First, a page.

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Nature: Snowy owls once again making their way into Ohio

A snowy owls rests atop a Holmes County feed silo/Jim McCormac

December 17th, 2017

NATURE
Jim McCormac

Four years and two days ago, I wrote a column on snowy owls. That winter saw a massive invasion of these stunning, white arctic predators. At least 170 owls were reported from 59 of Ohio’s 88 counties.
Deja vu. In perfect harmony with an oft-cited four-year cycle, the owls are irrupting again. I’ve heard of about 50 owls so far, in perhaps 25 counties. One of these was a brief sighting of a bird near the Main Post Office on Twin Rivers Drive in Columbus.
This winter’s irruption isn’t confined to Ohio. Scores of owls have been reported in a band from Montana and the Dakotas east to the Atlantic coast and in adjacent parts of Canada.
The majority of Ohio reports come from Lake Erie, as is typical. Harbors and the lakeshore provide an abundance of food in the form of gulls, ducks and small rodents. Even in lean owl years, a smattering of birds are found near Lake Erie.
Small rodents called lemmings drive the great white owls’ movements. These small tundra-dwelling mammals have boom and bust cycles that peak about every four years. Apparently they reached a crescendo in the Ungava Peninsula of northern Quebec last summer, about 1,500 miles north of Columbus. This region also fostered the owl boom that triggered the invasion of four winters ago.
When lemming numbers soar, snowy owls respond en masse. Through some poorly understood homing ability, owls descend on lemming-rich tundra regions, while all but abandoning areas of low lemming numbers. Their frequency of nesting skyrockets, and nest success rates go up.
Scads of owlets are produced during lemming explosions. Once the arctic winter sets in and mammalian pickings get slimmer, these youngsters are forced to flee south. Seasoned adults tend to remain in the far north.
The most famous of the Ohio snowy owls is a bird that appeared on Thanksgiving Day on the farm of Orris Wengerd in Holmes County. Word rapidly migrated through the birding community, and owl enthusiasts soon converged on the scene.
I visited the Wengerd farm on Dec. 4, twelve days after the owl’s initial appearance. It wasn’t hard to find. While driving in on the adjacent county road, I saw the bird sitting in a field about one-third mile off. I drove into the farm and the designated parking area, and while getting out camera gear, the owl flew to the top of a feed silo about 100 feet away.

My intended short visit turned into more than seven hours, as like so many others, I became enchanted by the massive white bird. At one point, it spotted a vole in a pasture about 100 yards off, dropped from its perch, sailed down and bagged the rodent. It mostly rested atop silos and a barn — as with other owls, snowies hunt primarily at night.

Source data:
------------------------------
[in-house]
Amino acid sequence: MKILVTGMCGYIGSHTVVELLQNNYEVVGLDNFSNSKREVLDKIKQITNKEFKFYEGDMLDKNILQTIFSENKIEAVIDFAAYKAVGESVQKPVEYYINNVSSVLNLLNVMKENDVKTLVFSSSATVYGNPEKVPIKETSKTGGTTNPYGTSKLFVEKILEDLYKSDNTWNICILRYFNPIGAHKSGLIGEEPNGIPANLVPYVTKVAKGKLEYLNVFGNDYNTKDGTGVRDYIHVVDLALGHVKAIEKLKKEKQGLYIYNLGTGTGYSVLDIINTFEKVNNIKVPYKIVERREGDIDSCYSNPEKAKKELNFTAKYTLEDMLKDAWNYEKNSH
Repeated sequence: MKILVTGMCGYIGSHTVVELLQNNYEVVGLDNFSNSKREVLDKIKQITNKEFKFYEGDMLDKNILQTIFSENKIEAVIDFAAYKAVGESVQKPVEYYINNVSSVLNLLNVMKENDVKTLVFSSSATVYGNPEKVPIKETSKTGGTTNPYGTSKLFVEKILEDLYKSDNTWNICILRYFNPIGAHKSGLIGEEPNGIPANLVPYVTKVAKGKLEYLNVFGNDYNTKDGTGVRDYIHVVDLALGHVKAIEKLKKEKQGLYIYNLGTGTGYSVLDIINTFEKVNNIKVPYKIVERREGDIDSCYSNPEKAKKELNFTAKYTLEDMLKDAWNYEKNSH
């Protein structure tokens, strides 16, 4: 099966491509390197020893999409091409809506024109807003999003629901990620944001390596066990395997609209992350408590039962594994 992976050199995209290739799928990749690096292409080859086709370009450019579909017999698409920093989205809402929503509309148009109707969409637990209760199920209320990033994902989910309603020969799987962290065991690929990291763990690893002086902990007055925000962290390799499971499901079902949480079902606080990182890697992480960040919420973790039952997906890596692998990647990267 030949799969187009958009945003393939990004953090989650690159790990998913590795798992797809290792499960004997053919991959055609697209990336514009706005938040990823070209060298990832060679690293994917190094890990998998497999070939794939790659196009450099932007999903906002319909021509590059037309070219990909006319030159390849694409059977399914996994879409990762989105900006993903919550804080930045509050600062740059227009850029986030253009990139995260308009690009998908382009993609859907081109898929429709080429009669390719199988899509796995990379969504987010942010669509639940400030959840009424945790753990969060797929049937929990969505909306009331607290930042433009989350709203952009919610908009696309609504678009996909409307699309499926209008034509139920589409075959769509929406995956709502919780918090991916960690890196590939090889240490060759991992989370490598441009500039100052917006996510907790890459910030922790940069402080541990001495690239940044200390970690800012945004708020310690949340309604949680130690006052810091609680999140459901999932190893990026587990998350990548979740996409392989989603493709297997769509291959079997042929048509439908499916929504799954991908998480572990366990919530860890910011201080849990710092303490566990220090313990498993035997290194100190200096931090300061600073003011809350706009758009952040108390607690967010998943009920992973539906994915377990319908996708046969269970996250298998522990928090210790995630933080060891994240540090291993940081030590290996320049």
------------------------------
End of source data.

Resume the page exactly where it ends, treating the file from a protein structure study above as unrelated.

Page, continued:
At the time of my visit, about 700 birders had visited the farm. The owl remains as of this writing, and visitors probably number nearly 1,000 now. The Wengerds run a busy operation — mostly chickens and dairy cows — but have been amazingly hospitable in sharing their arctic visitor with all comers. On behalf of the birding community, many thanks to Orris Wengerd and family.

The snowy owl irruption of four winters ago spawned an amazing research project called Project Snowstorm, which studies the habits and movements of these owls. Visit that site at https://www.projectsnowstorm.org/.

And keep an eye out for large white birds. Snowy owls can materialize nearly anywhere. Please let me know of any observations.

Naturalist Jim McCormac writes a column for The Dispatch on the first, third and fifth Sundays of the month. He also writes about nature at www.jimmccormac.blogspot.com.

Comments

Dawn Weber said…
This is a good year to play the game "Over there! White object! Trash bag or snowy owl?"

We are seeing them in Missouri too
We have a beautuful snowy owl living in the treeline in our subdivision, Heritage Preserve, off Alton Darby Creek Road in Hilliard. We have a water nature preserve of sorts which hosts various species including snow geese (new this year), Canadian geese, white and blue herons along with mallard ducks and diving ducks.
Lois Phlegar
Anonymous said…
Is the owl still on the farm now?
Jim McCormac said…
I don’t know - haven’t heard any reports for a week or so
Donald Comis said…
Do you have any update since your December 17 column on total number of snowy owls in Ohio this winter?

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